The screening of 76 at the Isabel Bader Theatre began at 7:30pm while the session with Kunle and Genevieve ran from 8pm-9:30pm at Glen Gould Studio.

Nigerians ended up dividing themselves in equal halves.

If any film deserves to compete with 93 Days as Nigeria’s best at TIFF, it is most definitely 76, a period drama about the 1976 coup against Nigeria’s then Head of State, General Murtala Mohammed.

According to Ojukwu, “before now it would have been impossible to walk up to the Nigerian Army with a script that has a coup theme and get their support.”

But that is exactly what happened with 76, a film that took over four years to complete.

“The willingness of the Army to open up to the kind of support they gave me is a sign that the Nigerian film industry has made a great impact,” Ojukwu continued.

With Ramsey Nouah, Rita Dominic and Chidi Mokeme playing major roles, 76 tells the human stories that is often ignored in the planning and execution of military coups.

It is a classic tale told with vintage acting and retro fashion.

Omoni Oboli, who arrived Toronto before almost everybody else, sashayed on stage on Day 5 to present her Okafor’s Law, a film about the myth that a man can always sleep with any woman he once satisfied in bed in spite of her current status.

Aside directing and producing the film, Omoni plays the role of a beddable but deeply conflicted woman to the delight of her real life husband whom she invited on stage before the screening.

Niyi Akinmolayan’s The Arbitration was the third film at the Festival starring Somkele.

The legal drama taps into the sexual dynamics between men and women in a business environment.

There is no middle ground with The Arbitration. You will either thoroughly enjoy this film or sleep through it.

Like Not Just Married, Oko Ashewo also stars Ijeoma Grace Agu, who appears alongside Femi Jacobs, Odunlade Odukolaand Hafiz Oyetoro.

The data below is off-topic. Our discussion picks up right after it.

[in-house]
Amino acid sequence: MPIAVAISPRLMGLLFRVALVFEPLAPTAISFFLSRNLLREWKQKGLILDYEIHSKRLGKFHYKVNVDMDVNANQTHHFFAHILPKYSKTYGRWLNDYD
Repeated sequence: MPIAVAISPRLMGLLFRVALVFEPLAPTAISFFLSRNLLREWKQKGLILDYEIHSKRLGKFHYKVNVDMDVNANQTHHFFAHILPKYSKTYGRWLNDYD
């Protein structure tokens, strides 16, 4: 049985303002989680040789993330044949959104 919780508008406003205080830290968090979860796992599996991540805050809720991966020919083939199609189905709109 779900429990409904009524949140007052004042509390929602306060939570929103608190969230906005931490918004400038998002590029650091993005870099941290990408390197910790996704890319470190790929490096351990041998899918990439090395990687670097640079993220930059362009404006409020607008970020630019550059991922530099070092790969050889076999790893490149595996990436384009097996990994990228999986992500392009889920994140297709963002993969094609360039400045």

Spoken in Yoruba and subtitled in Pidgin English, it appealed to Nigerians in the audience. Others had a problem understanding it, and the number of people in the hall at the end of each screening said a lot about its reception.

Director of Green White Green, Abba Makama, neither looks nor sounds like a typical Nigerian filmmaker. Neither does his film.

The full title of the film is Green White Green and All the Beautiful Colours in My Mosaic of Madness. It reminds one of Paris Barclay’s Don’t Be a Menace to South Central While Drinking Your Juice in the Hood released in 1996.

Like every other country at the Festival, Nollywood served up an interesting cocktail of epics and near misses in Toronto.

Beyond the screenings, there was an Industry Conference on Nollywood on Monday, September 12 and a TIFF organised Lagos Party on Tuesday, September 13.

A business roundtable with the Bank of Industry, Peace Anyiam-Osigwe’s Africa Film Academy and the Lagos State Government was held on Wednesday, September 14.

More will be revealed in days to come especially in areas of business deals and individual collaborations brokered.

Unfortunately, with the Nigerian Film Corporation (NFC) and National Film and Video Censors Board (NFVCB), the two federal agencies mandated to drive Nollywood, still in suspended animation, it might take more time for the gains of TIFF to fully materialise.

For the Festival-goers in Toronto, the City to City spotlight on Lagos was the beginning of a love affair with a new set of storytellers.

In the words of Bailey, talent agents with voracious appetites are already looking for the actors, writers and directors from Nigeria who can help feed what Hollywood needs.

Little wonder Genevieve was smiling at the end of the press conference.